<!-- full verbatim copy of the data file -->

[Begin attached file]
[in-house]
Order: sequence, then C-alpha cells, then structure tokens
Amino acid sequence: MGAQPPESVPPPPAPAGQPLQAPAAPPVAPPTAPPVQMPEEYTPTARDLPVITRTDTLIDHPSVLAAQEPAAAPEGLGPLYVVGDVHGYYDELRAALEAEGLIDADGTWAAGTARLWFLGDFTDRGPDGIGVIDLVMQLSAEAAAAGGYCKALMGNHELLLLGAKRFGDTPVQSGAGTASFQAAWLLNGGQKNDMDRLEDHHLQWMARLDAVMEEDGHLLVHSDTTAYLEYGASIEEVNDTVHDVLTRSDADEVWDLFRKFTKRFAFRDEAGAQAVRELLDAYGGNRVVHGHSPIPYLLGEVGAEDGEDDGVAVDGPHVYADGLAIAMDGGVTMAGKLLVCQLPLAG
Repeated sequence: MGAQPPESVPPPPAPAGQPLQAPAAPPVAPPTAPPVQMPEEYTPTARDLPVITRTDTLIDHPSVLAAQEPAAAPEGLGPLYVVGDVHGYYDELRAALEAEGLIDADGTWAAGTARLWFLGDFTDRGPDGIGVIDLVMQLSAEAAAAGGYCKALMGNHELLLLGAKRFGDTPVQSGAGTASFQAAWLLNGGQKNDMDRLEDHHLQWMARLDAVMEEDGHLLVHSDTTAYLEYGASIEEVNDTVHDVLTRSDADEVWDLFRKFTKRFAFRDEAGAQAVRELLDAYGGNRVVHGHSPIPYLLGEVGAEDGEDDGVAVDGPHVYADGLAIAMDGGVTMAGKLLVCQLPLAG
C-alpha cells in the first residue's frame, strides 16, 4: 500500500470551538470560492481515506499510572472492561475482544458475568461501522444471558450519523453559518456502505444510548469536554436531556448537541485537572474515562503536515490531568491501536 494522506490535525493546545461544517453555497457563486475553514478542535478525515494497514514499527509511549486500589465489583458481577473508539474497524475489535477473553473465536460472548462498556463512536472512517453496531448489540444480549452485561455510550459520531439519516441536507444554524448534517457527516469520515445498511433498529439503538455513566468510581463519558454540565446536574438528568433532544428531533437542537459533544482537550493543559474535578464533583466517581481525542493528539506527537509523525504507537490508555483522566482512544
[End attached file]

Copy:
[in-house]
Order: sequence, then C-alpha cells, then structure tokens
Amino acid sequence: MGAQPPESVPPPPAPAGQPLQAPAAPPVAPPTAPPVQMPEEYTPTARDLPVITRTDTLIDHPSVLAAQEPAAAPEGLGPLYVVGDVHGYYDELRAALEAEGLIDADGTWAAGTARLWFLGDFTDRGPDGIGVIDLVMQLSAEAAAAGGYCKALMGNHELLLLGAKRFGDTPVQSGAGTASFQAAWLLNGGQKNDMDRLEDHHLQWMARLDAVMEEDGHLLVHSDTTAYLEYGASIEEVNDTVHDVLTRSDADEVWDLFRKFTKRFAFRDEAGAQAVRELLDAYGGNRVVHGHSPIPYLLGEVGAEDGEDDGVAVDGPHVYADGLAIAMDGGVTMAGKLLVCQLPLAG
Repeated sequence: MGAQPPESVPPPPAPAGQPLQAPAAPPVAPPTAPPVQMPEEYTPTARDLPVITRTDTLIDHPSVLAAQEPAAAPEGLGPLYVVGDVHGYYDELRAALEAEGLIDADGTWAAGTARLWFLGDFTDRGPDGIGVIDLVMQLSAEAAAAGGYCKALMGNHELLLLGAKRFGDTPVQSGAGTASFQAAWLLNGGQKNDMDRLEDHHLQWMARLDAVMEEDGHLLVHSDTTAYLEYGASIEEVNDTVHDVLTRSDADEVWDLFRKFTKRFAFRDEAGAQAVRELLDAYGGNRVVHGHSPIPYLLGEVGAEDGEDDGVAVDGPHVYADGLAIAMDGGVTMAGKLLVCQLPLAG
C-alpha cells in the first residue's frame, strides 16, 4: 500500500470551538470560492481515506499510572472492561475482544458475568461501522444471558450519523453559518456502505444510548469536554436531556448537541485537572474515562503536515490531568491501536 494522506490535525493546545461544517453555497457563486475553514478542535478525515494497514514499527509511549486500589465489583458481577473508539474497524475489535477473553473465536460472548462498556463512536472512517453496531448489540444480549452485561455510550459520531439519516441536507444554524448534517457527516469520515445498511433498529439503538455513566468510581463519558454540565446536574438528568433532544428531533437542537459533544482537550493543559474535578464533583466517581481525542493528539506527537509523525504507537490508555483522566482512544